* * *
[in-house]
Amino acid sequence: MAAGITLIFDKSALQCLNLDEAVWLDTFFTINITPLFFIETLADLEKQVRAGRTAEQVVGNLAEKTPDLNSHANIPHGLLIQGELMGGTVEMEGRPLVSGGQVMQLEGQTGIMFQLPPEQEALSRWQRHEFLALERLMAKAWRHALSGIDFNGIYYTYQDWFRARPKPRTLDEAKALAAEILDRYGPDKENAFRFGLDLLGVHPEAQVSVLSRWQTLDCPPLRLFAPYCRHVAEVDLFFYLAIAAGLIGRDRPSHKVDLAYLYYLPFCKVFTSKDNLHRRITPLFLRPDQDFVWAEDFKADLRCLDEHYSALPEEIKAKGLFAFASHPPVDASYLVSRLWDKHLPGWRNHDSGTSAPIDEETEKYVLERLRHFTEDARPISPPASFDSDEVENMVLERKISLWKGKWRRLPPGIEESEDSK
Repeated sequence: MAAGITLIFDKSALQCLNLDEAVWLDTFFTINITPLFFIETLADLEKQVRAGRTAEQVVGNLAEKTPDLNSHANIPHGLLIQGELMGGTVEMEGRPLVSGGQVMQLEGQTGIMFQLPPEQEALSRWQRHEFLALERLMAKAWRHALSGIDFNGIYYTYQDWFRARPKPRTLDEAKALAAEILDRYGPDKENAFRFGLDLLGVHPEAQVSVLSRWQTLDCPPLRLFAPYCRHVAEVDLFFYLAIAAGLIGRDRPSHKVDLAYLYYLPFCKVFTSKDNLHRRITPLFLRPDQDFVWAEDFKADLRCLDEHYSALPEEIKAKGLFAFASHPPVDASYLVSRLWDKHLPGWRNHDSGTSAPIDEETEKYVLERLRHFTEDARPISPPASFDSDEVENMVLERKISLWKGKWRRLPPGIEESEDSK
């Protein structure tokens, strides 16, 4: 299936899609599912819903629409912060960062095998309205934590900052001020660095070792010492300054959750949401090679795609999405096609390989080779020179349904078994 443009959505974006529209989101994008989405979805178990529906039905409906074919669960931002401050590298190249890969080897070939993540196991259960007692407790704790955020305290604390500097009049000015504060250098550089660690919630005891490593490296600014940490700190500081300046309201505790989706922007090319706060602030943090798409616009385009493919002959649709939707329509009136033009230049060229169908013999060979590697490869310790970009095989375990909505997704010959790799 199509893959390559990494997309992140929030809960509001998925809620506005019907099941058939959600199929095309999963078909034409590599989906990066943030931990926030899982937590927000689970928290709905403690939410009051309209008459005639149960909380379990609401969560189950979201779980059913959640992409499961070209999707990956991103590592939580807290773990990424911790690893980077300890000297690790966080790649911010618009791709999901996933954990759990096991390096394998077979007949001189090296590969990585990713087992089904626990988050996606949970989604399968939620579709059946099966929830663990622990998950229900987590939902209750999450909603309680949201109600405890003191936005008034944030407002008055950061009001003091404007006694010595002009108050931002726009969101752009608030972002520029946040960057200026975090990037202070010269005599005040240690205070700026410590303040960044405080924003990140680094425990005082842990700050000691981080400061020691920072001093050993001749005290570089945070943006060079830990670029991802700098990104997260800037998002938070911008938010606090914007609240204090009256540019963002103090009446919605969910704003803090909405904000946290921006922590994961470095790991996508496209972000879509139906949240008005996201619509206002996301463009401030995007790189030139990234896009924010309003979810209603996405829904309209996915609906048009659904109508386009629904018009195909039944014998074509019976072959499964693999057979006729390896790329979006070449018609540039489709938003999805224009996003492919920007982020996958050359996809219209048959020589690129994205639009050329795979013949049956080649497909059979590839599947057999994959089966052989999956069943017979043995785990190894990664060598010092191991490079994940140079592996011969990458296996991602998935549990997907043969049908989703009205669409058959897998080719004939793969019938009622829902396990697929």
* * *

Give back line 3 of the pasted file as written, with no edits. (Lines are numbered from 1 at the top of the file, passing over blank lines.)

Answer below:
Repeated sequence: MAAGITLIFDKSALQCLNLDEAVWLDTFFTINITPLFFIETLADLEKQVRAGRTAEQVVGNLAEKTPDLNSHANIPHGLLIQGELMGGTVEMEGRPLVSGGQVMQLEGQTGIMFQLPPEQEALSRWQRHEFLALERLMAKAWRHALSGIDFNGIYYTYQDWFRARPKPRTLDEAKALAAEILDRYGPDKENAFRFGLDLLGVHPEAQVSVLSRWQTLDCPPLRLFAPYCRHVAEVDLFFYLAIAAGLIGRDRPSHKVDLAYLYYLPFCKVFTSKDNLHRRITPLFLRPDQDFVWAEDFKADLRCLDEHYSALPEEIKAKGLFAFASHPPVDASYLVSRLWDKHLPGWRNHDSGTSAPIDEETEKYVLERLRHFTEDARPISPPASFDSDEVENMVLERKISLWKGKWRRLPPGIEESEDSK